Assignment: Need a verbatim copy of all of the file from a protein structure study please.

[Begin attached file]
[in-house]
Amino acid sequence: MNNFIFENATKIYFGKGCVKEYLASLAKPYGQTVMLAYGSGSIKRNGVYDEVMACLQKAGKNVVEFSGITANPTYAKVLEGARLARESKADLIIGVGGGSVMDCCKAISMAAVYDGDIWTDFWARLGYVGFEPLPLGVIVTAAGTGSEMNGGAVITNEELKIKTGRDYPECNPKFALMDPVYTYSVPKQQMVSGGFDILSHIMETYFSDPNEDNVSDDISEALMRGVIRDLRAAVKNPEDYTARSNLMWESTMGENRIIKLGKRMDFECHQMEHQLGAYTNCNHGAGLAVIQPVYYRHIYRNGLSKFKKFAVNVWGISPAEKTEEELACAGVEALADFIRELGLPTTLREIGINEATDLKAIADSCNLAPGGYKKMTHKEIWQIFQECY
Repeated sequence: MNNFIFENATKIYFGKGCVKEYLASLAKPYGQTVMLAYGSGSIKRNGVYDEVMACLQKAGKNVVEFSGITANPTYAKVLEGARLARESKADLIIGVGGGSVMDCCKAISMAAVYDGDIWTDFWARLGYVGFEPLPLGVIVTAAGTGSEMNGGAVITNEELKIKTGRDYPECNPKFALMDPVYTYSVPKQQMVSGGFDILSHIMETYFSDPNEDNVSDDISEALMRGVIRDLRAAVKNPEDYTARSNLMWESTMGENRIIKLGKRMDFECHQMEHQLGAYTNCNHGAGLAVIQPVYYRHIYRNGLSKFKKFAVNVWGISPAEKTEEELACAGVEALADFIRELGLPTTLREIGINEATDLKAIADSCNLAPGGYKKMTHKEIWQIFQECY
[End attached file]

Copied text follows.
[in-house]
Amino acid sequence: MNNFIFENATKIYFGKGCVKEYLASLAKPYGQTVMLAYGSGSIKRNGVYDEVMACLQKAGKNVVEFSGITANPTYAKVLEGARLARESKADLIIGVGGGSVMDCCKAISMAAVYDGDIWTDFWARLGYVGFEPLPLGVIVTAAGTGSEMNGGAVITNEELKIKTGRDYPECNPKFALMDPVYTYSVPKQQMVSGGFDILSHIMETYFSDPNEDNVSDDISEALMRGVIRDLRAAVKNPEDYTARSNLMWESTMGENRIIKLGKRMDFECHQMEHQLGAYTNCNHGAGLAVIQPVYYRHIYRNGLSKFKKFAVNVWGISPAEKTEEELACAGVEALADFIRELGLPTTLREIGINEATDLKAIADSCNLAPGGYKKMTHKEIWQIFQECY
Repeated sequence: MNNFIFENATKIYFGKGCVKEYLASLAKPYGQTVMLAYGSGSIKRNGVYDEVMACLQKAGKNVVEFSGITANPTYAKVLEGARLARESKADLIIGVGGGSVMDCCKAISMAAVYDGDIWTDFWARLGYVGFEPLPLGVIVTAAGTGSEMNGGAVITNEELKIKTGRDYPECNPKFALMDPVYTYSVPKQQMVSGGFDILSHIMETYFSDPNEDNVSDDISEALMRGVIRDLRAAVKNPEDYTARSNLMWESTMGENRIIKLGKRMDFECHQMEHQLGAYTNCNHGAGLAVIQPVYYRHIYRNGLSKFKKFAVNVWGISPAEKTEEELACAGVEALADFIRELGLPTTLREIGINEATDLKAIADSCNLAPGGYKKMTHKEIWQIFQECY